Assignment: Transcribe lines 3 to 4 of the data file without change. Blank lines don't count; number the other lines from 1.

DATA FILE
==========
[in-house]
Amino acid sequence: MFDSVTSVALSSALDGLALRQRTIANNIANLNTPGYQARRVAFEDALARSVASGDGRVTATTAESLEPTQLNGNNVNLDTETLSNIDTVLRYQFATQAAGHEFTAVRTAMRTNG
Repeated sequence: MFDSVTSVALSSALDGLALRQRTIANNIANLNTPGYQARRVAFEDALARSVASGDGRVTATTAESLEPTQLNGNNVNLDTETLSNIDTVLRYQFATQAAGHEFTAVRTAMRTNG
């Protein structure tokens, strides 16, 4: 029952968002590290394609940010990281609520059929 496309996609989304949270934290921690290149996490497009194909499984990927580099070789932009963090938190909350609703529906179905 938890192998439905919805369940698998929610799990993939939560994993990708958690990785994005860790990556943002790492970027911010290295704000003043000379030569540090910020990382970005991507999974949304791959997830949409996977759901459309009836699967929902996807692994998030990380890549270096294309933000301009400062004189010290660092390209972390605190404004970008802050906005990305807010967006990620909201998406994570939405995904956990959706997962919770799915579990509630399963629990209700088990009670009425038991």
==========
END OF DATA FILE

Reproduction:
Repeated sequence: MFDSVTSVALSSALDGLALRQRTIANNIANLNTPGYQARRVAFEDALARSVASGDGRVTATTAESLEPTQLNGNNVNLDTETLSNIDTVLRYQFATQAAGHEFTAVRTAMRTNG
């Protein structure tokens, strides 16, 4: 029952968002590290394609940010990281609520059929 496309996609989304949270934290921690290149996490497009194909499984990927580099070789932009963090938190909350609703529906179905 938890192998439905919805369940698998929610799990993939939560994993990708958690990785994005860790990556943002790492970027911010290295704000003043000379030569540090910020990382970005991507999974949304791959997830949409996977759901459309009836699967929902996807692994998030990380890549270096294309933000301009400062004189010290660092390209972390605190404004970008802050906005990305807010967006990620909201998406994570939405995904956990959706997962919770799915579990509630399963629990209700088990009670009425038991």